Testimonies, Vol. 5

Some of you have been stumbling over your pledges. The Spirit of the Lord came into the ----- meeting in answer to prayer, and while your hearts were softened under its influence, you pledged. While the streams of salvation were pouring upon your hearts, you felt that you must follow the

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example of Him who went about doing good and who cheerfully gave His life to ransom man from sin and degradation. Under the heavenly, inspiring influence you saw that selfishness and worldliness were not consistent with Christian character and that you could not live for yourselves and be Christlike. But when the influence of His abundant love and mercy was not felt in so marked a manner in your hearts, you withdrew your offerings, and God withdrew His blessing from you.

Adversity came upon some. There was a failure in their crops, so that they could not redeem their pledges; and some were even brought into straitened circumstances. Then, of course, they could not be expected to pay. But had they not murmured and withdrawn their hearts from their pledges, God would have worked for them and would have opened ways whereby every one could have paid what he had promised. They did not wait in faith, trusting God to open the way so that they could redeem their pledges. Some had means at their command; and had they possessed the same willing mind as when they pledged, and had they heartily rendered to God in tithes and offerings that which He had lent them for this purpose, they would have been greatly blessed. But Satan came in with his temptations and led some to question the motives and the spirit which actuated the servant of God in presenting the call for means. Some felt that they had been deceived and defrauded. In spirit they repudiated their vows, and whatever they did afterward was with reluctance, and therefore they received no blessing.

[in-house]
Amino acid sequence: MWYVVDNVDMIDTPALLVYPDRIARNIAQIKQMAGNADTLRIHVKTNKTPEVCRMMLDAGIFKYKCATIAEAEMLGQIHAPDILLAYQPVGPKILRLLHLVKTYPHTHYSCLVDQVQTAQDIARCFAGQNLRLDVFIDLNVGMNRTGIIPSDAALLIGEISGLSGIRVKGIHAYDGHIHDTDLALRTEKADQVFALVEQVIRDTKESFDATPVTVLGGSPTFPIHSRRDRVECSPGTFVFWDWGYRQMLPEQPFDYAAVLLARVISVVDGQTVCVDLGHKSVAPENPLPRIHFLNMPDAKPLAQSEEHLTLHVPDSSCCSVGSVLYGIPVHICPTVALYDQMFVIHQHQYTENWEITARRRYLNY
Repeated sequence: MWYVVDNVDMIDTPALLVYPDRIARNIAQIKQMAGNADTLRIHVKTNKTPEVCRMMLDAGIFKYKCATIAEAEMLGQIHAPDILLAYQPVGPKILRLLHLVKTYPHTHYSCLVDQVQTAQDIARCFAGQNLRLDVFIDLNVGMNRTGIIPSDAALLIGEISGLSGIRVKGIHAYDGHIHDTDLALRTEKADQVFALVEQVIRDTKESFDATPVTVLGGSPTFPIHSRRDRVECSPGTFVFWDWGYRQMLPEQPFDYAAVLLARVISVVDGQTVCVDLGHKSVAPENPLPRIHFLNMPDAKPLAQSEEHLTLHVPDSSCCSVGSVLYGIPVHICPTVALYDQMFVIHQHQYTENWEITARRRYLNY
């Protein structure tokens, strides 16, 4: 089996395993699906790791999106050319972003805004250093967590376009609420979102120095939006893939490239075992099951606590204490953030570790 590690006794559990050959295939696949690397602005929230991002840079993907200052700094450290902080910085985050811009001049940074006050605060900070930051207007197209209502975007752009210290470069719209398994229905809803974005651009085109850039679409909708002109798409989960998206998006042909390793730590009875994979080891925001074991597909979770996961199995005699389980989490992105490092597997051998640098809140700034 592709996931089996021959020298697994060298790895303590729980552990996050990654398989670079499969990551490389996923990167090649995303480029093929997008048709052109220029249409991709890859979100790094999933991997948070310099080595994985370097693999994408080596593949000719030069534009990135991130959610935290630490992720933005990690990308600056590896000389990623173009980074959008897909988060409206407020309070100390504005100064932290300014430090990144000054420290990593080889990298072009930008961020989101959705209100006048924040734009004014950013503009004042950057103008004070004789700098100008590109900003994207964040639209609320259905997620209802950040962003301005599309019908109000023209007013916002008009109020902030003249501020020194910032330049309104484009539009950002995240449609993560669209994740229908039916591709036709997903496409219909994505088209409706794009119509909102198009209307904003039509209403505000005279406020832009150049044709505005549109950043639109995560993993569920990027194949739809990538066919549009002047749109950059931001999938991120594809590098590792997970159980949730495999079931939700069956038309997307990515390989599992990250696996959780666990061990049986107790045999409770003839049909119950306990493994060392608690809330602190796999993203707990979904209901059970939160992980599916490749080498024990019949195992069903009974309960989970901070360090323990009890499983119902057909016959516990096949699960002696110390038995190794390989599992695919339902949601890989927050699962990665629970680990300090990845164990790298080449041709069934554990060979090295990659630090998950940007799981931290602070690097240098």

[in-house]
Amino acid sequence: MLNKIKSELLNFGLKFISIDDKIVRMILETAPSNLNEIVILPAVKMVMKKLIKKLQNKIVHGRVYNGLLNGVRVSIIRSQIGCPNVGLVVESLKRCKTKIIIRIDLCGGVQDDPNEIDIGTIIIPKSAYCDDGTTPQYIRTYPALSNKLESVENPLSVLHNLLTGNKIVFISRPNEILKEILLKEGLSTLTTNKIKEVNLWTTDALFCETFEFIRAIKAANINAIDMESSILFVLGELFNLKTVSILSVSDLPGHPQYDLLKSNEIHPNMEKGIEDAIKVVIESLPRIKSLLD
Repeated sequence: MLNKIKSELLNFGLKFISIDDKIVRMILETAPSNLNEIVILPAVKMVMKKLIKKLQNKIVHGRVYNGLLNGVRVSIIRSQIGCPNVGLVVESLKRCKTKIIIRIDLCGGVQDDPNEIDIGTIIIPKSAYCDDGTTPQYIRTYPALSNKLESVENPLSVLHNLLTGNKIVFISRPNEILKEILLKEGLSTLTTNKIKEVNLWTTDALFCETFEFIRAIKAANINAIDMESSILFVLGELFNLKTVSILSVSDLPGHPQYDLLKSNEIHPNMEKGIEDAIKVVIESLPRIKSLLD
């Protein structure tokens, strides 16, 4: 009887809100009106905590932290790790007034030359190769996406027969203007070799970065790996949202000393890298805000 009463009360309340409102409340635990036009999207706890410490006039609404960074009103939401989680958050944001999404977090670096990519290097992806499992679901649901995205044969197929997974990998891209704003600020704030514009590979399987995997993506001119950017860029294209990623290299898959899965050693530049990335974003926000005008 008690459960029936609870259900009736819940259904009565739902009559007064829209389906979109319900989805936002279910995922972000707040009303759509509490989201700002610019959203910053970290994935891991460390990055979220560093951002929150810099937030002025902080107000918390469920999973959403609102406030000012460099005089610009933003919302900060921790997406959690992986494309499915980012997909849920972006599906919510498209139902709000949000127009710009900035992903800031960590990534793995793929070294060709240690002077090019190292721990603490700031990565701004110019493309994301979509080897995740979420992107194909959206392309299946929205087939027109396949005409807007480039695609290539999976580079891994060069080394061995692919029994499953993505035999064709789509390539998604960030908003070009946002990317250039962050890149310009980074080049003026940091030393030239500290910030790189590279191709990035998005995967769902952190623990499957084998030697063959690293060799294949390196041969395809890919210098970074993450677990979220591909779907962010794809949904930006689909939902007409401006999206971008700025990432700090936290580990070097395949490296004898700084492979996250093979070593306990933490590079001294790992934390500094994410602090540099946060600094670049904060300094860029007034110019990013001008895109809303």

In the parable of the talents the man to whom was entrusted one talent manifested a grudging spirit and hid his money so that his lord could not be benefited by it. When his master required him to give an account of his stewardship, he excused his neglect by laying blame upon his lord. "I knew thee [he professes to be acquainted with his lord] that thou art an hard man, reaping where thou hast not sown, and gathering where thou hast not strewed: and I was afraid [that all my improvements would not be mine, but that you would claim them], and went and hid thy talent in the earth:

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lo, there thou hast that is thine. His lord answered and said unto him, Thou wicked and slothful servant, thou knewest that I reap where I sowed not, and gather where I have not strewed: thou oughtest therefore to have put my money to the exchangers, and then at my coming I should have received mine own with usury. Take therefore the talent from him, and give it unto him which hath ten talents. For unto everyone that hath [made a right use of my goods] shall be given, and he shall have abundance [for I can trust him, knowing that he will make right improvement of what is lent him]: but from him that hath not [who has been fearful to trust me] shall be taken away even that which he hath. [I shall deprive him of what he claims as his; he shall forfeit all right of trust; I will take away his talents and give them to one who will improve them.] And cast ye the unprofitable servant into outer darkness: there shall be weeping and gnashing of teeth."

The spirit manifested by the brethren in regard to their pledges has been very offensive to God. Had they seen the cause prospering in the fields already entered they would have felt differently. There was no deception practised upon them, and the charge of deception which they made was against the Spirit of God and not against the servant He sent. Had Brother A occupied the right position in this matter, had he cherished the spirit which influenced him to make the pledge, he would not have felt such an unwillingness to invest in the cause of God. But he thought how much he could do with his means by investing it in worldly enterprises. Avarice, worldliness, and covetousness are defects in character which are opposed to the exercise of the Christian graces. Said the apostle: "Let your conversation [your very deportment and habits of life] be without covetousness; and be content with such things as ye have: for He hath said, I will never leave thee, nor forsake thee."